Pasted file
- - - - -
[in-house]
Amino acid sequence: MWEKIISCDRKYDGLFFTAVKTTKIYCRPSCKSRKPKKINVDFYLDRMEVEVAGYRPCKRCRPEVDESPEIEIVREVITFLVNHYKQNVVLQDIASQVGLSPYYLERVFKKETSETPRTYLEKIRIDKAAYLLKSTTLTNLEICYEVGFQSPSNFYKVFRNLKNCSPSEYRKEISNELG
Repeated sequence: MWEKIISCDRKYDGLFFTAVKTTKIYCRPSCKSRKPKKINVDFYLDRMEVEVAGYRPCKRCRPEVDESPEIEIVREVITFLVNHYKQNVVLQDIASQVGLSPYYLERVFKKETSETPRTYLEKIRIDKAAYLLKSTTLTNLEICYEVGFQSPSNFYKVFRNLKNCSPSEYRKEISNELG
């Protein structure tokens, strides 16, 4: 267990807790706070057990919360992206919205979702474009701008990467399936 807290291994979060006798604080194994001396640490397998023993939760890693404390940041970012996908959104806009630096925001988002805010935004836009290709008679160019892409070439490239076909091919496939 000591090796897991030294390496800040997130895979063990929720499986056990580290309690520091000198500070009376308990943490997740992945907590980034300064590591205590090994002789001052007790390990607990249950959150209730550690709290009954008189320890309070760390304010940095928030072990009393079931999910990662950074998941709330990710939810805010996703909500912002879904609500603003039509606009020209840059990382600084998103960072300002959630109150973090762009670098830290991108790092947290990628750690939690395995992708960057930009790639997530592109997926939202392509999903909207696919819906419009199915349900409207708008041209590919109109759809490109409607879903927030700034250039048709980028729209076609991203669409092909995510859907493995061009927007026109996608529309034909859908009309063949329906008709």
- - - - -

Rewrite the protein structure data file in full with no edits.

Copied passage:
[in-house]
Amino acid sequence: MWEKIISCDRKYDGLFFTAVKTTKIYCRPSCKSRKPKKINVDFYLDRMEVEVAGYRPCKRCRPEVDESPEIEIVREVITFLVNHYKQNVVLQDIASQVGLSPYYLERVFKKETSETPRTYLEKIRIDKAAYLLKSTTLTNLEICYEVGFQSPSNFYKVFRNLKNCSPSEYRKEISNELG
Repeated sequence: MWEKIISCDRKYDGLFFTAVKTTKIYCRPSCKSRKPKKINVDFYLDRMEVEVAGYRPCKRCRPEVDESPEIEIVREVITFLVNHYKQNVVLQDIASQVGLSPYYLERVFKKETSETPRTYLEKIRIDKAAYLLKSTTLTNLEICYEVGFQSPSNFYKVFRNLKNCSPSEYRKEISNELG
């Protein structure tokens, strides 16, 4: 267990807790706070057990919360992206919205979702474009701008990467399936 807290291994979060006798604080194994001396640490397998023993939760890693404390940041970012996908959104806009630096925001988002805010935004836009290709008679160019892409070439490239076909091919496939 000591090796897991030294390496800040997130895979063990929720499986056990580290309690520091000198500070009376308990943490997740992945907590980034300064590591205590090994002789001052007790390990607990249950959150209730550690709290009954008189320890309070760390304010940095928030072990009393079931999910990662950074998941709330990710939810805010996703909500912002879904609500603003039509606009020209840059990382600084998103960072300002959630109150973090762009670098830290991108790092947290990628750690939690395995992708960057930009790639997530592109997926939202392509999903909207696919819906419009199915349900409207708008041209590919109109759809490109409607879903927030700034250039048709980028729209076609991203669409092909995510859907493995061009927007026109996608529309034909859908009309063949329906008709």